Initial concerns this jump in traffic would result in performance degradation did not pan out, at least in the United States. In fact, one empirical examination of Ookla Speedtest data by Anna-Maria Kovacs of the Georgetown Center for Business and Public Policy concluded, “U.S. networks generally outperformed their peers.”[11] Ookla Speedtest data comes from self-generated tests, so there is likely some sampling bias, as users are more likely to measure their connection speed if something appears to be wrong. At least the methodology is consistent across countries, and any bias should generally trend in the same direction for all countries.

The United States, like most other countries, saw a slight dip in overall speeds of tests performed on Ookla’s platform, but, as Kovacs pointed out, both the average of EU countries (weighted by number of subscriptions) and the weighted average of the four largest EU countries (Germany, France, Italy, and Spain) saw a deeper descent and more gradual recovery compared with the United States. U.S. speeds were much faster—even after the dip—than both speeds in other nations and the global average.

Another empirical examination of similar Ookla Speedtest data (though with a different time period) reveals that most developed countries with advanced broadband infrastructure were able to weather this crisis fairly well.[12] The author noted that poor countries with limited investment in broadband infrastructure, or those that rely on legacy copper-based DSL networks, struggled to keep up with the jump in traffic. The United States saw only a modest decrease in tested speeds, whereas some peer countries, such as Italy and France saw a larger dip.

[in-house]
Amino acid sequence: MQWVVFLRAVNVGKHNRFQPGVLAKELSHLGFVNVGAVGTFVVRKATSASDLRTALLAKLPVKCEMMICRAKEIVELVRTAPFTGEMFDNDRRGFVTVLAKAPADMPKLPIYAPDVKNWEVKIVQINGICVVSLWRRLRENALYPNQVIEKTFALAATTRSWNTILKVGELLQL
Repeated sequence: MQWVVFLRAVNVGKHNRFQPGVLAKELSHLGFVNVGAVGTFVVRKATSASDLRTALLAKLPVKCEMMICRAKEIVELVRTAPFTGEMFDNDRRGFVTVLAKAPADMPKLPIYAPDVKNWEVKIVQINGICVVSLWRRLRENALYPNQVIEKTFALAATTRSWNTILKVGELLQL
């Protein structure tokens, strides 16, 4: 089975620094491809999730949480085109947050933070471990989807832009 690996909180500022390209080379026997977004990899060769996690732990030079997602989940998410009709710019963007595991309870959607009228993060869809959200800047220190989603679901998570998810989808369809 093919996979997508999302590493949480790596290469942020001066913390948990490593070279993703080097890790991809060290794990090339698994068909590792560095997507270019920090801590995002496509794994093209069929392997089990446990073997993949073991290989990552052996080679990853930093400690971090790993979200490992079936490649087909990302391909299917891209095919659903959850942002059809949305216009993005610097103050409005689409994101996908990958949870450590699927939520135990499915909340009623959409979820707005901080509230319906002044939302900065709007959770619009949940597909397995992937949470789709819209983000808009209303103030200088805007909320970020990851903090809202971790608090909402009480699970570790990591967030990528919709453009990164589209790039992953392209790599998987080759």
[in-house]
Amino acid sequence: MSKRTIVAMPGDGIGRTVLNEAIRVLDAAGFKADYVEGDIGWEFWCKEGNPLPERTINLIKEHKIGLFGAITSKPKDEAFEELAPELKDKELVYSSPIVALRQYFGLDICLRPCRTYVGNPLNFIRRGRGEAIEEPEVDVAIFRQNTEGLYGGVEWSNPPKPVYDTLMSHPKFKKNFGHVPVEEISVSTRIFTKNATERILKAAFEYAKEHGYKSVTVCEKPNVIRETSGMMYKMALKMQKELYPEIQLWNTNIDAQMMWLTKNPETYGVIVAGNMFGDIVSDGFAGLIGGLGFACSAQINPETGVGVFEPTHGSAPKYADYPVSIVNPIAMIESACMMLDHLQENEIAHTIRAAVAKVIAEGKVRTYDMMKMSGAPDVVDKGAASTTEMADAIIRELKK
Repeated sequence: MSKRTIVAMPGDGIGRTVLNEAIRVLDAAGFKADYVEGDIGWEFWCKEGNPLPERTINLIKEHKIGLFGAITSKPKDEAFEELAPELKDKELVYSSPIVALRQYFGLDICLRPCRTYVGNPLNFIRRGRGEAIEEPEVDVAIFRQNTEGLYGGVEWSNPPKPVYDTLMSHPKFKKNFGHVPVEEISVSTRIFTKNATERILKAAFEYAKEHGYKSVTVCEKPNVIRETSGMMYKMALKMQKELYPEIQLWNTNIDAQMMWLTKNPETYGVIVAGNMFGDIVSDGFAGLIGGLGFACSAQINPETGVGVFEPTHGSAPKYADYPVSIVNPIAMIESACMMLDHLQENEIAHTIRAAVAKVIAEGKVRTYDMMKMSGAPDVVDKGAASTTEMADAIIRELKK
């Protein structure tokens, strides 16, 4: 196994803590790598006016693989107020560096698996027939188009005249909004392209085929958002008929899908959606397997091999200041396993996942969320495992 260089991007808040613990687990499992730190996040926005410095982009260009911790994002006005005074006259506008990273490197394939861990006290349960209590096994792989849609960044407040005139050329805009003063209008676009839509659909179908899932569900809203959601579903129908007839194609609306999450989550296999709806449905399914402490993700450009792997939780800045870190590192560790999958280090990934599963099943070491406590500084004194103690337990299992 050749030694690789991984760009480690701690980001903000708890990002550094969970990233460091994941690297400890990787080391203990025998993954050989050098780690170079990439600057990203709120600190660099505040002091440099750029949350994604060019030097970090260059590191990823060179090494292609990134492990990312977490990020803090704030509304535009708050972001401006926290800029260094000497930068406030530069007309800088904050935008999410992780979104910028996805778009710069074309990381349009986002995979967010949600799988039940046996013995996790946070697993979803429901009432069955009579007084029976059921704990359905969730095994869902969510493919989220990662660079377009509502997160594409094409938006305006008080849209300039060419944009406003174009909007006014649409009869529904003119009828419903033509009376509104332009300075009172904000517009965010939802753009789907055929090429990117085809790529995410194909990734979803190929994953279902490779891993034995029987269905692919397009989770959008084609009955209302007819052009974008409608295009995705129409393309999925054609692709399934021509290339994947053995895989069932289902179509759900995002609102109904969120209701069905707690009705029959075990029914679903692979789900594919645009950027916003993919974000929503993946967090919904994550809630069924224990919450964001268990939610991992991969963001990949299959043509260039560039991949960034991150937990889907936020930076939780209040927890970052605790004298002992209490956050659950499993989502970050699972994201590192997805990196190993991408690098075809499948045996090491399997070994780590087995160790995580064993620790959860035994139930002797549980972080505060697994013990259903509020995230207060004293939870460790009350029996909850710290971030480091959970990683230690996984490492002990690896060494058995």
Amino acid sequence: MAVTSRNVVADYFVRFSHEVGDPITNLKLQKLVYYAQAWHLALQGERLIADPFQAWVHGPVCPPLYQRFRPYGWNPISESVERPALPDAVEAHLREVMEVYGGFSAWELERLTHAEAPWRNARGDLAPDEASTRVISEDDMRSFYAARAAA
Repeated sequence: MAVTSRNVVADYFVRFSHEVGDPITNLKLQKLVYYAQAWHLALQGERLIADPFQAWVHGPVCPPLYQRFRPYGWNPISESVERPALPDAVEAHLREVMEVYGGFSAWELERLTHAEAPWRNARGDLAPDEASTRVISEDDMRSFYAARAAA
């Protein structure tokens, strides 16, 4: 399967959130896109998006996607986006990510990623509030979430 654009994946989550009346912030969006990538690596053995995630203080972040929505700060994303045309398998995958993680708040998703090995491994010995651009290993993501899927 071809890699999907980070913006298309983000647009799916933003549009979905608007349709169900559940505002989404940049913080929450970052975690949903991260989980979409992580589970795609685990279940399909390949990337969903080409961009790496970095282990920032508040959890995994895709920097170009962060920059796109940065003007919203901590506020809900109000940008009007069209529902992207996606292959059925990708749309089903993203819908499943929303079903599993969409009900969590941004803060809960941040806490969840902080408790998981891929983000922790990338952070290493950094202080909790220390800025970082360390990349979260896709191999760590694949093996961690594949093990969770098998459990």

Figure 2: Fixed broadband network speeds weighted average, Mbps[13]

As was widely reported, some countries in the European Union faced more difficulty accommodating the fluctuation in traffic, leading European Commissioner Thierry Breton to call on Netflix and YouTube to reduce the default video resolution for EU streams.[14] Similarly, the CEO of Telstra, an Australian provider, urged users to download movies overnight, during off-peak usage times, or for families with multiple children to try not to “all use the Internet all at the same time.”[15] Because speeds and network capacity were significantly higher in the United States, such rationing steps were not necessary for U.S. broadband users.

Figure 3: COVID-19 impact on fixed download speed, select countries[16]

The Ookla Speedtest data shows about a 1 percent drop in U.S. broadband speeds compared with before the stay-at-home orders. This change is roughly in line with data from the Internet measurement firm SamKnows.[17] There are a wide variety of problems that could lead to a decrease in end-user speeds. Some of these are within the control of Internet service providers (ISPs), some are not. Often the culprit behind poor home Internet performance is the Wi-Fi network, but given the widespread growth in traffic, the small drop in tested speeds was likely due to congestion at some bottleneck in the network.

What would be concerning is if there had been persistent congestion deep within the network. Interconnection capacity—further up the Internet chain, where the large-area networks are connected either directly or through long-haul transit providers—has seen growth of about 20 to 30 percent since the onset of the pandemic, consistent with general trends in local traffic increases.[18] Here again, it appears the United States fared better than some of its peer countries.